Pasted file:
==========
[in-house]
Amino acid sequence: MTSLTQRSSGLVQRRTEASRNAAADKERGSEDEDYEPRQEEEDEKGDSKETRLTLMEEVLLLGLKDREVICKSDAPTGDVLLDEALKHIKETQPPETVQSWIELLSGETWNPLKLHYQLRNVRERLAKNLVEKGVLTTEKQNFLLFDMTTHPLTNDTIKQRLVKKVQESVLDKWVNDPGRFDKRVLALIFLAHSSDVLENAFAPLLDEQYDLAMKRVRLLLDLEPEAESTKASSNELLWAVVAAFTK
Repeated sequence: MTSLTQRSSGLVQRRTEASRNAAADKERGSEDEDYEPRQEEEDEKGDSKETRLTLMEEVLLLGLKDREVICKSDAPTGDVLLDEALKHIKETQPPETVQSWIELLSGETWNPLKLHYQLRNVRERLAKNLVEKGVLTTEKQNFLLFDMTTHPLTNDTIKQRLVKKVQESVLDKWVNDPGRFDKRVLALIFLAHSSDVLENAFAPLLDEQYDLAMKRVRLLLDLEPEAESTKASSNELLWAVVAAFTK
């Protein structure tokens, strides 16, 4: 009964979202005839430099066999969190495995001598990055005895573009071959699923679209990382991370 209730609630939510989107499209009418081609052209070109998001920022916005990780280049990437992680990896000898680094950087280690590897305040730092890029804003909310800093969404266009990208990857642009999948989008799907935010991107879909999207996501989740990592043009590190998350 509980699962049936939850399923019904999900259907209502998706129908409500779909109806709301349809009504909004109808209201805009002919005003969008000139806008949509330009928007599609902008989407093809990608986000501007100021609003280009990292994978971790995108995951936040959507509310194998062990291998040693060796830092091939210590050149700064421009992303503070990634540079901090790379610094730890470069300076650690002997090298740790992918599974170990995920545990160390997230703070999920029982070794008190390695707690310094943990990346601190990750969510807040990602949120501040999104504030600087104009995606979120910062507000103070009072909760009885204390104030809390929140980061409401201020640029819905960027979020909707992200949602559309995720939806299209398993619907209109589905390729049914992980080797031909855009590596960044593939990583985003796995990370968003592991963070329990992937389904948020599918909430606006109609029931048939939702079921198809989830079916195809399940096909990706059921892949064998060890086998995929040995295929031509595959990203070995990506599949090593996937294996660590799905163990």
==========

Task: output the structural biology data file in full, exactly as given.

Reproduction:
[in-house]
Amino acid sequence: MTSLTQRSSGLVQRRTEASRNAAADKERGSEDEDYEPRQEEEDEKGDSKETRLTLMEEVLLLGLKDREVICKSDAPTGDVLLDEALKHIKETQPPETVQSWIELLSGETWNPLKLHYQLRNVRERLAKNLVEKGVLTTEKQNFLLFDMTTHPLTNDTIKQRLVKKVQESVLDKWVNDPGRFDKRVLALIFLAHSSDVLENAFAPLLDEQYDLAMKRVRLLLDLEPEAESTKASSNELLWAVVAAFTK
Repeated sequence: MTSLTQRSSGLVQRRTEASRNAAADKERGSEDEDYEPRQEEEDEKGDSKETRLTLMEEVLLLGLKDREVICKSDAPTGDVLLDEALKHIKETQPPETVQSWIELLSGETWNPLKLHYQLRNVRERLAKNLVEKGVLTTEKQNFLLFDMTTHPLTNDTIKQRLVKKVQESVLDKWVNDPGRFDKRVLALIFLAHSSDVLENAFAPLLDEQYDLAMKRVRLLLDLEPEAESTKASSNELLWAVVAAFTK
């Protein structure tokens, strides 16, 4: 009964979202005839430099066999969190495995001598990055005895573009071959699923679209990382991370 209730609630939510989107499209009418081609052209070109998001920022916005990780280049990437992680990896000898680094950087280690590897305040730092890029804003909310800093969404266009990208990857642009999948989008799907935010991107879909999207996501989740990592043009590190998350 509980699962049936939850399923019904999900259907209502998706129908409500779909109806709301349809009504909004109808209201805009002919005003969008000139806008949509330009928007599609902008989407093809990608986000501007100021609003280009990292994978971790995108995951936040959507509310194998062990291998040693060796830092091939210590050149700064421009992303503070990634540079901090790379610094730890470069300076650690002997090298740790992918599974170990995920545990160390997230703070999920029982070794008190390695707690310094943990990346601190990750969510807040990602949120501040999104504030600087104009995606979120910062507000103070009072909760009885204390104030809390929140980061409401201020640029819905960027979020909707992200949602559309995720939806299209398993619907209109589905390729049914992980080797031909855009590596960044593939990583985003796995990370968003592991963070329990992937389904948020599918909430606006109609029931048939939702079921198809989830079916195809399940096909990706059921892949064998060890086998995929040995295929031509595959990203070995990506599949090593996937294996660590799905163990």